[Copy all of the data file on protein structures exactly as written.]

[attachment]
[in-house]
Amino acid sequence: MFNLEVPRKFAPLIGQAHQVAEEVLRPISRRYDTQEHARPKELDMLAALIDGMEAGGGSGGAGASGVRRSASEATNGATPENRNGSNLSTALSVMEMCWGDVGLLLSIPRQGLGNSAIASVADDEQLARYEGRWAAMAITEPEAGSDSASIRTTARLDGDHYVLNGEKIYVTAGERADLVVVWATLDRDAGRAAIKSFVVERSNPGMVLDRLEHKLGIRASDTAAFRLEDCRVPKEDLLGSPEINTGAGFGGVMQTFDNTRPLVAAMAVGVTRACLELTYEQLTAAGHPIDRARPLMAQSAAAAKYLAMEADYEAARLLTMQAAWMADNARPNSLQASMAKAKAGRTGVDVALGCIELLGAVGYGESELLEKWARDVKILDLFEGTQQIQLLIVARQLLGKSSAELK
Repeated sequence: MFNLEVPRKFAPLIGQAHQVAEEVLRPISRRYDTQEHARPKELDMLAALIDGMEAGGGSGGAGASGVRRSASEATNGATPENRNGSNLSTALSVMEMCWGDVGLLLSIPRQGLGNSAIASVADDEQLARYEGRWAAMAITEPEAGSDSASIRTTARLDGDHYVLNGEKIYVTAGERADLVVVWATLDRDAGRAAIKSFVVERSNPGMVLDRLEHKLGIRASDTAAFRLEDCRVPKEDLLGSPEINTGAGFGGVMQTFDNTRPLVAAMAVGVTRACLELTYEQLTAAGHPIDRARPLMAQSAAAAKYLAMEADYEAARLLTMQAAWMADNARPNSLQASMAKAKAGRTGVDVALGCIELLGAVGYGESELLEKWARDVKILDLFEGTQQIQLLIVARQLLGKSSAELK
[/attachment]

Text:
[in-house]
Amino acid sequence: MFNLEVPRKFAPLIGQAHQVAEEVLRPISRRYDTQEHARPKELDMLAALIDGMEAGGGSGGAGASGVRRSASEATNGATPENRNGSNLSTALSVMEMCWGDVGLLLSIPRQGLGNSAIASVADDEQLARYEGRWAAMAITEPEAGSDSASIRTTARLDGDHYVLNGEKIYVTAGERADLVVVWATLDRDAGRAAIKSFVVERSNPGMVLDRLEHKLGIRASDTAAFRLEDCRVPKEDLLGSPEINTGAGFGGVMQTFDNTRPLVAAMAVGVTRACLELTYEQLTAAGHPIDRARPLMAQSAAAAKYLAMEADYEAARLLTMQAAWMADNARPNSLQASMAKAKAGRTGVDVALGCIELLGAVGYGESELLEKWARDVKILDLFEGTQQIQLLIVARQLLGKSSAELK
Repeated sequence: MFNLEVPRKFAPLIGQAHQVAEEVLRPISRRYDTQEHARPKELDMLAALIDGMEAGGGSGGAGASGVRRSASEATNGATPENRNGSNLSTALSVMEMCWGDVGLLLSIPRQGLGNSAIASVADDEQLARYEGRWAAMAITEPEAGSDSASIRTTARLDGDHYVLNGEKIYVTAGERADLVVVWATLDRDAGRAAIKSFVVERSNPGMVLDRLEHKLGIRASDTAAFRLEDCRVPKEDLLGSPEINTGAGFGGVMQTFDNTRPLVAAMAVGVTRACLELTYEQLTAAGHPIDRARPLMAQSAAAAKYLAMEADYEAARLLTMQAAWMADNARPNSLQASMAKAKAGRTGVDVALGCIELLGAVGYGESELLEKWARDVKILDLFEGTQQIQLLIVARQLLGKSSAELK